1. Because I am a kind-hearted idiot.

The thing is, I do really want to see emerging writers succeed, so my tendency is to jump in all guns blazing, often at the expense of my own writing. If there are to be more Taine McKenna action adventures and more Penny Yee cases to solve, then I have to prioritise my own work and I’m not very good at saying no, so please don’t ask.

  1. And anyway, my lawyer says I can’t.

 

That said, there are plenty of sources of help:

IF YOU ARE A NEW ZEALAND SCHOOL STUDENT CLICK HERE.

If you’re a writer seeking feedback on your work, I suggest you join a local writing group, or online critique group. These groups require reciprocity, so don’t join unless you’re prepared to offer considered in-depth critique to others.

Another option is to join a professional writers’ organisation as many of these offer subsidised (and sometimes free) mentoring and appraisal services for their members. In New Zealand, the New Zealand Society of Authors is a good place to start your search. Speculative fiction writers might try SpecFicNZ or the Australasian Horror Writers Association. (HINT: I provide mentorships for these groups).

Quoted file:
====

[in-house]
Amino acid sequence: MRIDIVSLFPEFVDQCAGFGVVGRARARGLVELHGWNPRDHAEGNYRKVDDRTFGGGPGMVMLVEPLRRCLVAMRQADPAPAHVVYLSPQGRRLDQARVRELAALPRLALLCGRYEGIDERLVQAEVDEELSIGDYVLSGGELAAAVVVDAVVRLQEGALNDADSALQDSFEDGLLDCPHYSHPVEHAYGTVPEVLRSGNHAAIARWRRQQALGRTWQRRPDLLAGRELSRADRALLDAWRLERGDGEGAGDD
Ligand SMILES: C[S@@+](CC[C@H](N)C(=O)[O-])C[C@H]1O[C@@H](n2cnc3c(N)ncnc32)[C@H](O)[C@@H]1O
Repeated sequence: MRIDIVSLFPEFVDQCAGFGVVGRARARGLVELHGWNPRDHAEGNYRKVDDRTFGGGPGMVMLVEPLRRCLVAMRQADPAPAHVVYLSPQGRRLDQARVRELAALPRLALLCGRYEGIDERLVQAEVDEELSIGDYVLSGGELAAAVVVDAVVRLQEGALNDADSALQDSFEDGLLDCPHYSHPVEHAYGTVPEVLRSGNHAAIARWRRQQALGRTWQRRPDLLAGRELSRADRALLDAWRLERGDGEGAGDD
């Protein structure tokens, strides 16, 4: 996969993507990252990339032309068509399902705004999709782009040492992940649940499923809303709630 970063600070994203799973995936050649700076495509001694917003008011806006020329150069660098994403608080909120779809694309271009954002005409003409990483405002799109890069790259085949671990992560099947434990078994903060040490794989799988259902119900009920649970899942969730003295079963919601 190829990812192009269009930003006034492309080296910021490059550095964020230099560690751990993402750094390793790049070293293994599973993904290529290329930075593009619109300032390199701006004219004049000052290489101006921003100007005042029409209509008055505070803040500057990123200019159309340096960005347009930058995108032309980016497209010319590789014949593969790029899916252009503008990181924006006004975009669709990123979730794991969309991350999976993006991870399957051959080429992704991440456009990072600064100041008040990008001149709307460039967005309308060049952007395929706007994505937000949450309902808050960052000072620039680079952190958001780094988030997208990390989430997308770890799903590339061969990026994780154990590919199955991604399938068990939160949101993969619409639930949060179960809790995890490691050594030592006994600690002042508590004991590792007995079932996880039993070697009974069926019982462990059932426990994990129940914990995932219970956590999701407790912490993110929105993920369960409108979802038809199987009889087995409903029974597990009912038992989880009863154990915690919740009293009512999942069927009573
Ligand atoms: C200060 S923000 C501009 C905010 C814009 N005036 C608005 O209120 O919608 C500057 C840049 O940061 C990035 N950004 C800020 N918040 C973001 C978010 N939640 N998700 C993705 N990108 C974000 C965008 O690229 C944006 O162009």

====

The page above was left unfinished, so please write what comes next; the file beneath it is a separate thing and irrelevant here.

If you’re looking for publishers of speculative fiction, here is an excellent list with links: https://www.worldswithoutend.com/publishers.asp Another trick is to attend conventions pertaining to your genre as many of these offer pitching sessions with publishers and literary agents. Conventions and conferences also provide excellent networking and professional development opportunities (and are tax deductible).

For short story markets, I subscribe to Duotrope. The professional bodies listed above also advertise markets of interest to their membership ‒ another good reason to join. If you’re active on social media, look for writers’ forums in your genre as members sometimes share new market information. Genre magazines also list markets.

For a literary agent, I suggest going to Janet Reid’s Query Shark blog for how to draft a query letter that a publisher can’t refuse. Writers’ Digest regularly updates contacts of literary agents in various genres and are worth a look.